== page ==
robot with vacuum pump

I'm wanting to design a robot that uses a vacuum pump mechanism. Do you have any idea where I could find a vacuum pump that I could
control with a microcontroller? I do not need a very powerful vacuum, it just needs to be able to pick up small objects.
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http://www.google.com/search?sourceid=navclient&ie=UTF-8&rlz=1T4GGIC_enUS221US221&q=suction+pumps

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On Wed, 04 Jul 2007 17:37:24 -0000, snipped-for-privacy@keenebroadband.com wrote:

For very light weight stuff, keyboard vacuums like below might work to supply a light vacuum pull. Dustbusters would be the next stepup in size, then moving up in size, shop vacuums can supply the high volume service. Small motors can be controlled via transistors. Larger motors can be controlled with a combination of transistors and relays.
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On Jul 4, 5:17 pm, shb*NO* snipped-for-privacy@comporium.net (Si Ballenger) wrote:

Thanks for the advice. I should've been more specific in describing what I need. I am not simply building a robot, but a page turning machine, and I need a vacuum pump that is able to lift up individual pages in order to turn them. I am not sure what vacuum would be too powerful or not powerful enough. I have included links to two different vacuums that might do the job. Could you tell me which one would be the best?
http://www.metrovacworld.com/Shopping/product.asp?catalog_name=metrovac&product_id=Shuttle
http://www.metrovacworld.com/Shopping/product.asp?catalog_name=metrovac&product_id taVacPC
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On Jul 5, 12:08 pm, snipped-for-privacy@keenebroadband.com wrote:

I will throw out a bunch of ideas...
I know this sort of paper handling device is used in the commercial printing industry. I came across something like that as I was searching for a vacuum source for another project. Here is a link I just Googled that has all sorts of sucker feet for paper handling. http://www.printersparts-nc.com/sucker%20feet.htm You might call a commercial printer to see if they can direct you to a source of pre- made paper handling equipment.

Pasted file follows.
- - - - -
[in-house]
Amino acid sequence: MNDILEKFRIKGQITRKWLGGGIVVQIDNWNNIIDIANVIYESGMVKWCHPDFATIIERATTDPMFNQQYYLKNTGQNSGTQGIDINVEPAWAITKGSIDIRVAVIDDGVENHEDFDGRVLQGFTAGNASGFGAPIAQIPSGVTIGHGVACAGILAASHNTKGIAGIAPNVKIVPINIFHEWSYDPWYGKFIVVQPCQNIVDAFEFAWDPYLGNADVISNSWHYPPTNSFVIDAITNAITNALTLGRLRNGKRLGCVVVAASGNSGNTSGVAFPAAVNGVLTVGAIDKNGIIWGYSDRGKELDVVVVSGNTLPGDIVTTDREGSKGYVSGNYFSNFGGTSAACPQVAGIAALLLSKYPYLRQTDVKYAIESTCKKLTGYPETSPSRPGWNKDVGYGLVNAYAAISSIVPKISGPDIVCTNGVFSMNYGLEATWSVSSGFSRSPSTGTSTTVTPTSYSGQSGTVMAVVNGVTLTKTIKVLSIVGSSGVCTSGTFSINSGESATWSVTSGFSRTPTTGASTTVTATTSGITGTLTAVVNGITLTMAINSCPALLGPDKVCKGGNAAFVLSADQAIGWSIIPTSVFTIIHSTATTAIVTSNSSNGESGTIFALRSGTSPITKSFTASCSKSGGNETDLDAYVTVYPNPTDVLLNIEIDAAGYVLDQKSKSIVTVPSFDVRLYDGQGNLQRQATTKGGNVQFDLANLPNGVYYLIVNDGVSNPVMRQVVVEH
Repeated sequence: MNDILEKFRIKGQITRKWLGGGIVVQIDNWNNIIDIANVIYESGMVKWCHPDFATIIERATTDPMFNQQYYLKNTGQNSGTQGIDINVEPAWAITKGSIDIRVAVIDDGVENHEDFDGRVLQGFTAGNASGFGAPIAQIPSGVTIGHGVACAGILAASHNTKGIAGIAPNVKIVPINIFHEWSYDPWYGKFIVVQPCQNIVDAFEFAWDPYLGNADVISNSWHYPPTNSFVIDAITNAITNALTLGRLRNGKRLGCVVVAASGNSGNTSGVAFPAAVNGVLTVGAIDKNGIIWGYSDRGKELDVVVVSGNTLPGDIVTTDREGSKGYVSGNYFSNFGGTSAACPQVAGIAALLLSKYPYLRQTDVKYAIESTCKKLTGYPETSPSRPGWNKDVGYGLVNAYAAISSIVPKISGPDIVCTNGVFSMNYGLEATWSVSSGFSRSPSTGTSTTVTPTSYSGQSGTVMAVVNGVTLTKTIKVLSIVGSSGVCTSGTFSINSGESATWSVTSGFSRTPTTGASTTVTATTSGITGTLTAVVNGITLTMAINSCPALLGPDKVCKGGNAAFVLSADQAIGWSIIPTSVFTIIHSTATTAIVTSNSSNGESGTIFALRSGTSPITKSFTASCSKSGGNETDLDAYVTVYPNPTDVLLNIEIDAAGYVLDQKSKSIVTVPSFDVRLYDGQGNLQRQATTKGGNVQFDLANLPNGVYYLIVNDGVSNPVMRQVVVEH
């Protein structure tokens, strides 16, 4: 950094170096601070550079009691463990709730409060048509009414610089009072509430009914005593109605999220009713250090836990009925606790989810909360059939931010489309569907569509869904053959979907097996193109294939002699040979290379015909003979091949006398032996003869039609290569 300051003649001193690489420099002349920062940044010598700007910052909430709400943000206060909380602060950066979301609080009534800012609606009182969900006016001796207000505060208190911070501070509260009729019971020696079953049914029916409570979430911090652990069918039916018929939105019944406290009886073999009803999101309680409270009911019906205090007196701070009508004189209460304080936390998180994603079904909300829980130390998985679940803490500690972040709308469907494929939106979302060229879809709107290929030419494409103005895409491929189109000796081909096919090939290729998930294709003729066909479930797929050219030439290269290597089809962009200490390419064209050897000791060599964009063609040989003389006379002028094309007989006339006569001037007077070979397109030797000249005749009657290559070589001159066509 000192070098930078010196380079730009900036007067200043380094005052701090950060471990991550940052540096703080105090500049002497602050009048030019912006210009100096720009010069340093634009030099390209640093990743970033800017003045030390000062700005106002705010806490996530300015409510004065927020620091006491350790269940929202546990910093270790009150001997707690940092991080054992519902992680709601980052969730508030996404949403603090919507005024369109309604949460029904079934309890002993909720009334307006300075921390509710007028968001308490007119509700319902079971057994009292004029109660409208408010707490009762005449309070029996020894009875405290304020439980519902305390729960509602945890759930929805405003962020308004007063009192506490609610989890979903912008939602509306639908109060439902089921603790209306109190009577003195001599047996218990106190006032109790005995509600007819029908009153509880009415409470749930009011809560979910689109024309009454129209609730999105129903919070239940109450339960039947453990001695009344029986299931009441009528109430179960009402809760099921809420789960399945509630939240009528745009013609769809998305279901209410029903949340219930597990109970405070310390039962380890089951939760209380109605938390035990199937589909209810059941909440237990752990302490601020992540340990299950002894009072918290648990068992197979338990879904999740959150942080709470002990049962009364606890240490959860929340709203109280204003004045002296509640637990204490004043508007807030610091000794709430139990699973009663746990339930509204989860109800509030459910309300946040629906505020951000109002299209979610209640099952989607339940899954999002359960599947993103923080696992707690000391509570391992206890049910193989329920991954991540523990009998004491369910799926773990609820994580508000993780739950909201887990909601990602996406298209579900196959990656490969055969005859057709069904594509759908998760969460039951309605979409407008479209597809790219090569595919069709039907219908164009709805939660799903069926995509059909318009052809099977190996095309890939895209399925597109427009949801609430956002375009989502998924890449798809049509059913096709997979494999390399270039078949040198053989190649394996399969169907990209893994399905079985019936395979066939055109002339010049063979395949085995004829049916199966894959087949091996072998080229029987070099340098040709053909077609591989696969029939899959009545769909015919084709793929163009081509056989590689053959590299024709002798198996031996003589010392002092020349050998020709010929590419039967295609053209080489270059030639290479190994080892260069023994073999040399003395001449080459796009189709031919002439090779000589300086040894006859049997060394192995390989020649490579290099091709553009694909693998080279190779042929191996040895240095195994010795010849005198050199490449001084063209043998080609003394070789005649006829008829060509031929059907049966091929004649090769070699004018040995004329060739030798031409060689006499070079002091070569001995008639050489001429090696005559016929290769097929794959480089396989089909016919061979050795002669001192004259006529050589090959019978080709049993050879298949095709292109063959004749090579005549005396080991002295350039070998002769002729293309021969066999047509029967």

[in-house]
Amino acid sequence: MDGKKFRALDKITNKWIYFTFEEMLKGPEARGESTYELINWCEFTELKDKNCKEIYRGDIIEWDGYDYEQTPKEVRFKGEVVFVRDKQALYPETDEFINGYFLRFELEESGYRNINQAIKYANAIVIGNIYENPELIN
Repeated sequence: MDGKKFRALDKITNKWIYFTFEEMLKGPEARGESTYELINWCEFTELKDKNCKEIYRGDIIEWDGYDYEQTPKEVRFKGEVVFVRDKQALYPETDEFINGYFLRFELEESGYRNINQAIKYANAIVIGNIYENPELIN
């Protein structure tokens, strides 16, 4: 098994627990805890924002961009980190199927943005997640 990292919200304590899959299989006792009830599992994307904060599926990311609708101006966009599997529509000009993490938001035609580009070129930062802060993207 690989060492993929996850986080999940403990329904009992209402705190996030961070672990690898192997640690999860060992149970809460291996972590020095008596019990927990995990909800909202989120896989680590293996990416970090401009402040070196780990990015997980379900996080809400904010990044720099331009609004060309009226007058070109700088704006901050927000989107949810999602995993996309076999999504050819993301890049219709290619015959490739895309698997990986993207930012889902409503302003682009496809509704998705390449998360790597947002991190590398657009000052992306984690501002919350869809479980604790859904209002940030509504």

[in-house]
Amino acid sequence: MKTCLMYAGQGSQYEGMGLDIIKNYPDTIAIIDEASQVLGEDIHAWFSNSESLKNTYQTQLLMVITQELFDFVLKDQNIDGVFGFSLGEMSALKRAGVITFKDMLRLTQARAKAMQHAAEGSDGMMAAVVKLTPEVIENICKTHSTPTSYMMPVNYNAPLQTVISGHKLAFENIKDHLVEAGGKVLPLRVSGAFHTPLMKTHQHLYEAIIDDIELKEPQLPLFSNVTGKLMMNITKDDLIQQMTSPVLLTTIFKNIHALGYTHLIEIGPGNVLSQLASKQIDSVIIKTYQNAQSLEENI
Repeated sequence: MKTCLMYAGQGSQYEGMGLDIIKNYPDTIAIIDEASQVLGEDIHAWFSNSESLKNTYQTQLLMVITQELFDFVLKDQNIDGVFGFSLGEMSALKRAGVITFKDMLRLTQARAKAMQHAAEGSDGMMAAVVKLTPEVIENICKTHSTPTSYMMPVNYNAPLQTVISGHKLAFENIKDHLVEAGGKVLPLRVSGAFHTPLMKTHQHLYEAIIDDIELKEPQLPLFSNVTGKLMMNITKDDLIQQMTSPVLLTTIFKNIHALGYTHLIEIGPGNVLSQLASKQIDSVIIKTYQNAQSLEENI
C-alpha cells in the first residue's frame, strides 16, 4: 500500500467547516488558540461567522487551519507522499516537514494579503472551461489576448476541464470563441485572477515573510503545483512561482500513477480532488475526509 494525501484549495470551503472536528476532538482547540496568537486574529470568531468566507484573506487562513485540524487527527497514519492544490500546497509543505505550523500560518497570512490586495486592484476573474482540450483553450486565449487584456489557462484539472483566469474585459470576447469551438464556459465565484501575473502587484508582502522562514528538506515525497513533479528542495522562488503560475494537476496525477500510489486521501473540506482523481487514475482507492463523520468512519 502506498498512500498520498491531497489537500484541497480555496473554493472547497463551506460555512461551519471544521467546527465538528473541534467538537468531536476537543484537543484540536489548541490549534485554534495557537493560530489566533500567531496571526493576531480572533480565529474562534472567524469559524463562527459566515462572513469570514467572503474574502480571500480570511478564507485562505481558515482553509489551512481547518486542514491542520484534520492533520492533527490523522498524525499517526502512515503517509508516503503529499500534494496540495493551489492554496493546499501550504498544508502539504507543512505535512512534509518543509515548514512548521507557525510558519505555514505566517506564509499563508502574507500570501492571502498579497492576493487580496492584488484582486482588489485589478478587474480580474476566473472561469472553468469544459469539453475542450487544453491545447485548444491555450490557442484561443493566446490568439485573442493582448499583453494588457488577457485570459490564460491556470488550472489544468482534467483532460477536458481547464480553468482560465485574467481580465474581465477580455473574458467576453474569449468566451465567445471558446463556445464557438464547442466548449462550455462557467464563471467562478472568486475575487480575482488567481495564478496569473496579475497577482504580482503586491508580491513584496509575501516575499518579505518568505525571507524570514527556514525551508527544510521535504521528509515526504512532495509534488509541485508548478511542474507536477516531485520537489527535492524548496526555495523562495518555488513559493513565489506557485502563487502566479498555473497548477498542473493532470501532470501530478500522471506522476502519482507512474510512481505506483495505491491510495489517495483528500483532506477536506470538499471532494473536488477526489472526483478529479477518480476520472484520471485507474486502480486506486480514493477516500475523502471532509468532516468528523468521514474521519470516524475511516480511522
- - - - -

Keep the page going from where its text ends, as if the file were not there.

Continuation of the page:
But, perhaps you are looking for something more home made.
A computer vacuum cleaner may be too noisy.
You have a fairly smooth surface to attach to, and may not need much air flow or vacuum pressure. I wonder if you can use something like a small CPU cooler fan, and attach the fan directly on the manipulator arm.
I wonder if a diaphragm pump, like used in a fish tank air line would be possible to adapt. Obviously it is designed to blow air, but I wonder if you can somehow adapt a connection to the suction side.
For a quiet do-it-yourself fan with more air flow, I recall the centrifugal fan in a toy musical organ I had as a kid (pre- electronics). It had a small fan motor, typical for a small desk fan. The fan was attached to a plastic disk about 6" diameter. On the disk were perhaps 8 ridges, about 1/4" high. This disk spun just above a 2" diameter hole in the bottom of the organ, and sucked the air into the chamber. Then when keys were pressed, the air would blow out through the pipes.
Actually, you may be able to adapt one of the bonnet-type hair dryers. This is the kind that has a 2" diameter clear hose to attach the blower to a vinyl bonnet. It is very quiet. Of course, you need to take it apart and mount the fan so that you can get suction.
Joe Dunfee
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It doesn't look like it should be all that difficult but making a page turning machine that can be sold at a reasonable price just isn't that easy.
A few suggestions that I hope will be worthwhile...
If you want to use small suction you will likely need to play around with different pumps and see what works best.
You probably need to be able to control the amount of suction so that the machine can handle a range of paper qualities.
Consider using something like a syringe to generate the suction.
There is a wide range of silicones that can be used as suction cups. You may need to cast your own. Check out moldmaking supply houses.
Rodney Brooks, the MIT guy, has a very creative approach when trying to solve problems.
Do a survey of what's available. Then try something different or opposite.
DOC
On Jul 5, 1:08 pm, snipped-for-privacy@keenebroadband.com wrote:

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On Thu, 05 Jul 2007 17:08:33 -0000, snipped-for-privacy@keenebroadband.com wrote:

You might search the group via google groups for similar page turning request. Seems I remember previous post needing page turners for the handicaped, and for scanning book pages. As for the vacuum source and strength, you need to do some experimenting to see just what you need for the particulars of your project. I'd go to walmart and get some of those clear little suction cup hangers and some aquarium tubing. Attach the tubing thru the suction cups, then gently suck on the other end of the tubing to see just how much air flow is needed to lightly grip the page with the suction cup and move the page around as desired. Some real world testing should give you a better idea of what you are going to need, then start spending the $$$. If the required air pressure is low, you might make a quiet air flow source by placing half a dozen computer fans in series and get the required air flow and pressure quietly.
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